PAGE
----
It’s hard to think about all the benefits college degrees have to offer when all you start looking at is how much money they actually cost.
What justifies spending $100,000?
The drive for more learning does. In our society, the more education you have the better you are perceived.
We have to justify the cost of college with the amount of benefits that follow.
College will cost students a lot, but students generally will end up making more money in life.
I just can’t say no — the benefits are way too great, and the cost is a minimal expense when you think about the bigger picture.
School lunch dictates
I am a student at Liberty High School, and I disagree with the regulations on school lunches.
For our tray to be considered a meal, we have to have some form of protein, a fruit or vegetable, a grain and a drink.
Your choices on the drink are milk or chocolate milk. My problem isn’t that that the school considers french fries a vegetable.
Also, orange juice no longer is an option for my drink. Orange juice has been my drink of choice ever since I have gone to public school.
Instead, I have to drink the nasty white liquid they call milk that tastes more like plastic than actual milk. Orange juice actually has some nutritional benefits.
It is high in vitamin C. It improves blood pressure and decreases bad cholesterol levels.
The only thing bad about the school orange juice is it’s high in sugar, but kids can get cookies, which have just as much if not more sugar than orange juice.
Chinese aren’t at fault
Let’s stop bashing the Chinese for problems of our own making.
My Chinese wife came to America 10 years ago. Highly educated, she worked menial jobs for minimum wage for several years before establishing her own company. It took another year and thousands of dollars to earn Food and Drug Administration approval of her product.
Most of her competitors are American companies that sell unapproved cheap knockoffs. She pays fees to eBay and Amazon and income taxes to the federal government each year.
This money stays in the country and fuels our economy.
Our economy is based on small businesses like hers. We can’t allow cheesy products to come into the country from overseas.
Keep in mind that they are manufacturing them according to the standards specified and contracted by American corporations. Corporations are cutting corners and dodging taxes by outsourcing cheap labor while trying to bust labor unions at home.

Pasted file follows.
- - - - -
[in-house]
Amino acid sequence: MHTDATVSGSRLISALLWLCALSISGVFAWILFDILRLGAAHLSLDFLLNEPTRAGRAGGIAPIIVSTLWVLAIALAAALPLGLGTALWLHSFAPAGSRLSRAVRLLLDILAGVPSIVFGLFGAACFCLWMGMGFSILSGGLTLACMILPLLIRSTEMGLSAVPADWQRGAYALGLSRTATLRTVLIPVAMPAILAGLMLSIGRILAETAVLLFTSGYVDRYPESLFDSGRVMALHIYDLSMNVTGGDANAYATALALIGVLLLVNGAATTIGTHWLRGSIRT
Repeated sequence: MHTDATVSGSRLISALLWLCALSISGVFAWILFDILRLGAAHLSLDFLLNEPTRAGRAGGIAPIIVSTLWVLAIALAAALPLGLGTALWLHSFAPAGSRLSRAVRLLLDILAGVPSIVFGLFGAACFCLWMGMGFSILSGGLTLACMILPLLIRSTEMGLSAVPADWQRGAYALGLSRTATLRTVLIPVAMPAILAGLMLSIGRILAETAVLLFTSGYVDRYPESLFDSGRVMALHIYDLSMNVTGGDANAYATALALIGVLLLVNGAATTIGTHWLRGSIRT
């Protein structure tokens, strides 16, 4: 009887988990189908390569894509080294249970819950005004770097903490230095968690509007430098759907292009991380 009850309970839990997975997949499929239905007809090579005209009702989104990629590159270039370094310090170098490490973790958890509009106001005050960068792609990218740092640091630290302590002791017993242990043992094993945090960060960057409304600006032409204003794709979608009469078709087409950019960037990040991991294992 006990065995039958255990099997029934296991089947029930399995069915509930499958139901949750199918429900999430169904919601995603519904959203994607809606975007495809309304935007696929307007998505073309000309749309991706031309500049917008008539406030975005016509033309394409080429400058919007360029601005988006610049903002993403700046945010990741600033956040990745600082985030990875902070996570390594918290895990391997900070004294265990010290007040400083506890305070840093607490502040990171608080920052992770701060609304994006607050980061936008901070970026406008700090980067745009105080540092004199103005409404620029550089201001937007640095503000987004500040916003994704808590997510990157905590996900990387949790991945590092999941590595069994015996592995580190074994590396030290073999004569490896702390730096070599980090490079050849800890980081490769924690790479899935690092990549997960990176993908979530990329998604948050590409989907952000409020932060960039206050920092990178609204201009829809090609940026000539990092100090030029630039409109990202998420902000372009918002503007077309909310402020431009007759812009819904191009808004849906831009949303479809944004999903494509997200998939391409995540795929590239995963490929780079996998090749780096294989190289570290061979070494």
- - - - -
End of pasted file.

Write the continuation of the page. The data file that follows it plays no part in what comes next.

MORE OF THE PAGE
The Chinese are not the problem. It’s much closer to home.
The barbarians are at the gate, and they are us.
Thomas E. Dodson
Losing marriage battle
Same-sex marriage will proceed in America state by state. The Christian church through various agencies of family values have failed to be Christian by not working to help gay and lesbian people to have a civil union.
If Christian agencies had worked to help define a civil union with legal rights for partners long ago instead of being so blindly rigid and insisting that marriage in America be defined in only one biblical way, the definition of marriage would never have been changed in our laws. But Christians failed to be helpful for others in our secular world and enable them to have a civil union.
Unfortunately, there is no turning back. What a failure of helping others.
Christians lost the marriage war because they could not be helpful for others of a different persuasion. You can help others achieve their goals without agreeing with their values and viewpoints.
Strongly principled people can do this.
It’s the first few weeks of the New Year, and by now the gyms all over the city have been be invaded by hordes of New Year’s resolution-setters reciting mea culpas and intent upon doing penance for their holiday sins.
I’ve seen it all before — a rainbow of new spandex workout togs and running shoes, long lines waiting for a turn on the treadmill or elliptical. There are the personal trainers working overtime. YMCAs are flush with cash.
Most of the resolution-setters, if not their excess pounds, will be gone by Valentine’s Day.